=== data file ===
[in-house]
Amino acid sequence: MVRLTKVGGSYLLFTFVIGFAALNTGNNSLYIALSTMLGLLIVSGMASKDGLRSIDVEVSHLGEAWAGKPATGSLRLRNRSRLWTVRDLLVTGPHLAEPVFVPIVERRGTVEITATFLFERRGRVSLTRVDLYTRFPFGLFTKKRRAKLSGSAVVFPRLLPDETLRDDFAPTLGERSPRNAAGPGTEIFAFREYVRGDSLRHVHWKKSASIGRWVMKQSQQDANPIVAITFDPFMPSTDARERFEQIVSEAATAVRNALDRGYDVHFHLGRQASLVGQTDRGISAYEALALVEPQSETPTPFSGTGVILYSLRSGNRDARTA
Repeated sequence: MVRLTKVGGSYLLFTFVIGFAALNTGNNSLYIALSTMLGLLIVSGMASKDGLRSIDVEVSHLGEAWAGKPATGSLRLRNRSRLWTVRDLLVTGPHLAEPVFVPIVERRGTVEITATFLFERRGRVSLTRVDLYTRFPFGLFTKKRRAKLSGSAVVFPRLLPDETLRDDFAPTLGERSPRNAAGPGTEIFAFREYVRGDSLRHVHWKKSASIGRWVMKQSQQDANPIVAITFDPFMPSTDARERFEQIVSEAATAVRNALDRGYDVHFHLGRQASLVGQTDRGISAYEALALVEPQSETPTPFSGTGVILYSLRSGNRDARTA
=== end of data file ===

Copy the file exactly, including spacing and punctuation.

[in-house]
Amino acid sequence: MVRLTKVGGSYLLFTFVIGFAALNTGNNSLYIALSTMLGLLIVSGMASKDGLRSIDVEVSHLGEAWAGKPATGSLRLRNRSRLWTVRDLLVTGPHLAEPVFVPIVERRGTVEITATFLFERRGRVSLTRVDLYTRFPFGLFTKKRRAKLSGSAVVFPRLLPDETLRDDFAPTLGERSPRNAAGPGTEIFAFREYVRGDSLRHVHWKKSASIGRWVMKQSQQDANPIVAITFDPFMPSTDARERFEQIVSEAATAVRNALDRGYDVHFHLGRQASLVGQTDRGISAYEALALVEPQSETPTPFSGTGVILYSLRSGNRDARTA
Repeated sequence: MVRLTKVGGSYLLFTFVIGFAALNTGNNSLYIALSTMLGLLIVSGMASKDGLRSIDVEVSHLGEAWAGKPATGSLRLRNRSRLWTVRDLLVTGPHLAEPVFVPIVERRGTVEITATFLFERRGRVSLTRVDLYTRFPFGLFTKKRRAKLSGSAVVFPRLLPDETLRDDFAPTLGERSPRNAAGPGTEIFAFREYVRGDSLRHVHWKKSASIGRWVMKQSQQDANPIVAITFDPFMPSTDARERFEQIVSEAATAVRNALDRGYDVHFHLGRQASLVGQTDRGISAYEALALVEPQSETPTPFSGTGVILYSLRSGNRDARTA